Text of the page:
Archaeologists In Jordan Think This Large Hand May Have Been Part Of The Tallest Statue Ever Built

Image: Ankur P

The Amman Citadel in Jordan is one of the oldest continuously occupied sites in the world. Indeed, artifacts found there date back thousands of years. It’s also home to several impressive architectural feats, one of which is the Temple of Hercules. Construction of the temple began around 162 A.D., but it was never completed. And while the statue that stood there may have been the largest in the world, today, only a few pieces remain.

Image: Maerten van Heemskerck
Image: Maerten van Heemskerck

In 225 B.C., the author Philo of Byzantium wrote a work he called On the Seven Wonders. In it, he describes seven “themata,” or things to see. These days, we might call them must-sees. They were, in the writer’s opinion, the most remarkable feats of engineering and art in the ancient world, and therefore, places that every traveler should visit.

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Image: Kandi
Image: Kandi

Today, we’re don’t actually know if all the wonders ever really existed. And even if they did, their descriptions may well be subject to exaggeration. It’s impossible to know for sure, because six of the wonders didn’t make it to modern times. Some fell to natural disasters, such as earthquakes. Others fell victim to human malice. Only one survives.

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Image: Marco Di Lauro/Getty Images
Image: Marco Di Lauro/Getty Images

The most famous of the Seven Wonders is probably the one that’s still around today. Completed in around 2561 B.C., Egypt’s Great Pyramid in Giza remained the world’s highest man-made construction for over 4,000 years. And, although the tomb’s treasures went walkabout a long time ago, the pyramid itself remains almost intact.

Image: Three Lions/Getty Images
Image: Three Lions/Getty Images

At the other end of the Seven Wonders scale are the Hanging Gardens of Babylon. While the existence of the Great Pyramid can’t be denied, there’s no conclusive evidence that the Gardens ever existed. In addition, there are no first-hand accounts of them, despite their popularity in Roman and Greek literature. If they were real, though, an earthquake may have destroyed them sometime after the end of the common era’s first century.

Image: Sipley/ClassicStock/Getty Images
Image: Sipley/ClassicStock/Getty Images

Next on the list was the Statue of Zeus, located on the ancient Greek site of Olympia. The 40-foot sculpture depicted the god with ivory skin and golden robes. It sat on a throne in the Temple of Zeus before making its way to Constantinople. There, another earthquake, or possibly even a fire, was probably responsible for its destruction.

Image: Print Collector/Getty Images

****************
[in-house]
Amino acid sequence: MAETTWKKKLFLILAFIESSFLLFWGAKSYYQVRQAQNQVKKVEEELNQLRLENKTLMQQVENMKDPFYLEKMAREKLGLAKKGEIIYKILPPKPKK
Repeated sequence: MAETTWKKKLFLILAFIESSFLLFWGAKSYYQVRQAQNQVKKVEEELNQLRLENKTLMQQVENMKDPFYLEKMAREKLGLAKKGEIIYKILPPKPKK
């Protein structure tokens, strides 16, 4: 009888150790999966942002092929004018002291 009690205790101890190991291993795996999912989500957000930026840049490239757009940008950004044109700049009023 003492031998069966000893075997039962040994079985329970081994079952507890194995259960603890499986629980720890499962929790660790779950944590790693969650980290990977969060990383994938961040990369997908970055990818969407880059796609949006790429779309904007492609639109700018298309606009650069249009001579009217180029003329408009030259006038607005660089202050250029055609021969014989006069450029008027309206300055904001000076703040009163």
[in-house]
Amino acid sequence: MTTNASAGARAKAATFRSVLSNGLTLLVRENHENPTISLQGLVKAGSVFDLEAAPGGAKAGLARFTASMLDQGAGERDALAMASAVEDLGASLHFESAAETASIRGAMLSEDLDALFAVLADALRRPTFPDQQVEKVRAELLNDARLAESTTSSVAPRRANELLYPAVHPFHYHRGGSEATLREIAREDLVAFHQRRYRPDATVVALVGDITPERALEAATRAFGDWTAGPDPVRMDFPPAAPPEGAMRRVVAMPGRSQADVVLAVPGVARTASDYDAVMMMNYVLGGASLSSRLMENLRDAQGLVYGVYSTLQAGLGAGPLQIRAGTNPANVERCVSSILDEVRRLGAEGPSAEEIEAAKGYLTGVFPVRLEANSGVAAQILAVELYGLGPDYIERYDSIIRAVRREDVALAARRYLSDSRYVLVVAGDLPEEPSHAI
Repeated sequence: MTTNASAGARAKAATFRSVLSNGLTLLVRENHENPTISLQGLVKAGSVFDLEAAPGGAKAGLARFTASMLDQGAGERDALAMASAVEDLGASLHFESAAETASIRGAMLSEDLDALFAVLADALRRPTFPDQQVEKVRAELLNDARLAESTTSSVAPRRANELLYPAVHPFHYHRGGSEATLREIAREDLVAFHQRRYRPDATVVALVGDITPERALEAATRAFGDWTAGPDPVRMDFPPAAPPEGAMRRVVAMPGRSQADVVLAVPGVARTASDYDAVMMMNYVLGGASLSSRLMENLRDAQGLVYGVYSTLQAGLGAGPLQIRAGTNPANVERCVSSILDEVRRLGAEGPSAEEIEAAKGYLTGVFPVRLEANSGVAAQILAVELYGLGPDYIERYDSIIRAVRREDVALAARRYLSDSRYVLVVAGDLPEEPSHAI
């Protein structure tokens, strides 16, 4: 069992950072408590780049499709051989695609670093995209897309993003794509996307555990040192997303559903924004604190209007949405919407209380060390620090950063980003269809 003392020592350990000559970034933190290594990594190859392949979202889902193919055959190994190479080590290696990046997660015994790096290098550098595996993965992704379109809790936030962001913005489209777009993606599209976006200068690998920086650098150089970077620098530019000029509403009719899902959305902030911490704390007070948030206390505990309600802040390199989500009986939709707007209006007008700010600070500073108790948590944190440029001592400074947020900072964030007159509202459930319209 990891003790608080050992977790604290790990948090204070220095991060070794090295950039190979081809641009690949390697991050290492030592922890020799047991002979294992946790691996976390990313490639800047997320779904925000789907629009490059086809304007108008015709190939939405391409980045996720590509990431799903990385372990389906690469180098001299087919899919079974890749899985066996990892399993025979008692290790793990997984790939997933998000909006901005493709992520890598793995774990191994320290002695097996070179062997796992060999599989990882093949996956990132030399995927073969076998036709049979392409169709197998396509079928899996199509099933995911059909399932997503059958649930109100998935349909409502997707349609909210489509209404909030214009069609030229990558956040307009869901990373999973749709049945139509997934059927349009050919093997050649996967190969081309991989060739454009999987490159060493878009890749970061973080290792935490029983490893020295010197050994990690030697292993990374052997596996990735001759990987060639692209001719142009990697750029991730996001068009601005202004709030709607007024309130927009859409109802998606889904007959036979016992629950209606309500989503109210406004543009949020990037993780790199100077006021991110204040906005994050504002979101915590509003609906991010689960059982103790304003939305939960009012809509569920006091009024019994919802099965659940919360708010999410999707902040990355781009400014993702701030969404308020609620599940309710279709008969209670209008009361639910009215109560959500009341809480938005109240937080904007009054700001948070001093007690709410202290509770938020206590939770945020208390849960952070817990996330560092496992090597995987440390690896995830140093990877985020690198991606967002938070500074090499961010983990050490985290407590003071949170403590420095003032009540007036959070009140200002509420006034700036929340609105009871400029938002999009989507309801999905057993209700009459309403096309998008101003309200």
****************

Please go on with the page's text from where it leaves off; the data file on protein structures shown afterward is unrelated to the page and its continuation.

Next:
Image: Print Collector/Getty Images

Ephesus was a Greek city in what is now Turkey. And in 550 B.C., the city saw the completion of the its famous marble temple to the goddess Artemis. It was around 425 feet in length and 225 feet in width, with over 100 60-foot columns supporting it. In 356 B.C., though, a man who wanted infamy burned it down. The Ephesians, though, ordered his name erased from history. A new temple was then constructed on the site, only to be destroyed in an invasion.

Image: Sipley/ClassicStock/Getty Images
Image: Sipley/ClassicStock/Getty Images

King Mausolus found his final resting place in the Mausoleum of Harlicarnassus, a marble tomb 135 feet high, in modern-day Turkey. Grief-stricken, his wife commissioned the enormous building to ensure her husband’s burial site was worthy of him. After earthquakes destroyed the tomb in the 13th century, the Knights of St. John of Malta took its remains to build their own castle.

Image: Print Collector/Getty Images
Image: Print Collector/Getty Images

Helios the Sun God was patron of the Greek island of Rhodes. In his honor, the citizens built the Colossus of Rhodes, a 100-foot tall bronze statue of the god. It was the tallest statue of its era, but collapsed in an earthquake. As a result, much of the bronze was sold for scrap. Its legacy lives on, though, with the Statue of Liberty drawing it’s inspiration from the Colossus.

Image: The Print Collector/Getty Images
Image: The Print Collector/Getty Images

On the small Egyptian island of Pharos, the Lighthouse of Alexandria was built. After the pyramids, it was the largest man-made structure of its time. Visible up to 35 miles across the sea, it would guide ships into the town’s port. There has been much debate over the lighthouse’s size, but modern experts think it was probably around 400 feet in height. Again, earthquakes were responsible for its destruction, though pieces were later used to build a fort at the same site.

Image: Rictor Norton
Image: Rictor Norton

So, once one writer had made a claim over which seven monuments were most wondrous, it’s perhaps unsurprising that other authors wanted in on the act. Herodotus, Antipater and Callimachus all wrote on the Seven Wonders. They became a topic of debate in the ancient world. Some even made that argument that other great structures should be on the list.

Image: Mhd.magayda
Image: Mhd.magayda

The Temple of Hercules, while not one of the Seven Wonders, is still a remarkable piece of engineering. Built during the Roman occupation of Jordan around 166 A.D, today, the temple is still visble in one of the oldest parts of Amman. It’s located on a hill, where it overshadows the the ancient city.

Image: Edgardo W. Olivera
Image: Edgardo W. Olivera